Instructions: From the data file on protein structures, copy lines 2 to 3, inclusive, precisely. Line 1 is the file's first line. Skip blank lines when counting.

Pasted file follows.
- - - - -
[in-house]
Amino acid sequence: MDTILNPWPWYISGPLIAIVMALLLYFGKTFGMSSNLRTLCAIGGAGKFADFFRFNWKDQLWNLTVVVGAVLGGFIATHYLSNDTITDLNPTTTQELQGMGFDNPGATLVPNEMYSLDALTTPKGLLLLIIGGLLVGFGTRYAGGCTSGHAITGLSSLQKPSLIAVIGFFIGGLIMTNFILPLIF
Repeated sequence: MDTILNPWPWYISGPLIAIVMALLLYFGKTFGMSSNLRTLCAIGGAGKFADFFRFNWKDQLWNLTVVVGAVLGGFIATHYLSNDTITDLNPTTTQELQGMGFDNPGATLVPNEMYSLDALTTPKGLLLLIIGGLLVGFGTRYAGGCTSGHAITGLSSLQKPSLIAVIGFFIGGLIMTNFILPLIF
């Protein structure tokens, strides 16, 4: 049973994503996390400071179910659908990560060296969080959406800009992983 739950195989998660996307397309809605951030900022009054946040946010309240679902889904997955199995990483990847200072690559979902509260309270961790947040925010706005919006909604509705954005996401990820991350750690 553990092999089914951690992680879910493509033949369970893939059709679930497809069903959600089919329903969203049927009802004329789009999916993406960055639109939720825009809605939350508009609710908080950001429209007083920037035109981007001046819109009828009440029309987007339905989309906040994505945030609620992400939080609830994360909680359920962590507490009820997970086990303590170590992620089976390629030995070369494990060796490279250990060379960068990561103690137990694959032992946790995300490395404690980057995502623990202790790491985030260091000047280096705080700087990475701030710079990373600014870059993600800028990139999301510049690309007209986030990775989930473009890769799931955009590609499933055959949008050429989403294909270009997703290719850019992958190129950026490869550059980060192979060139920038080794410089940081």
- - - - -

Amino acid sequence: MDTILNPWPWYISGPLIAIVMALLLYFGKTFGMSSNLRTLCAIGGAGKFADFFRFNWKDQLWNLTVVVGAVLGGFIATHYLSNDTITDLNPTTTQELQGMGFDNPGATLVPNEMYSLDALTTPKGLLLLIIGGLLVGFGTRYAGGCTSGHAITGLSSLQKPSLIAVIGFFIGGLIMTNFILPLIF
Repeated sequence: MDTILNPWPWYISGPLIAIVMALLLYFGKTFGMSSNLRTLCAIGGAGKFADFFRFNWKDQLWNLTVVVGAVLGGFIATHYLSNDTITDLNPTTTQELQGMGFDNPGATLVPNEMYSLDALTTPKGLLLLIIGGLLVGFGTRYAGGCTSGHAITGLSSLQKPSLIAVIGFFIGGLIMTNFILPLIF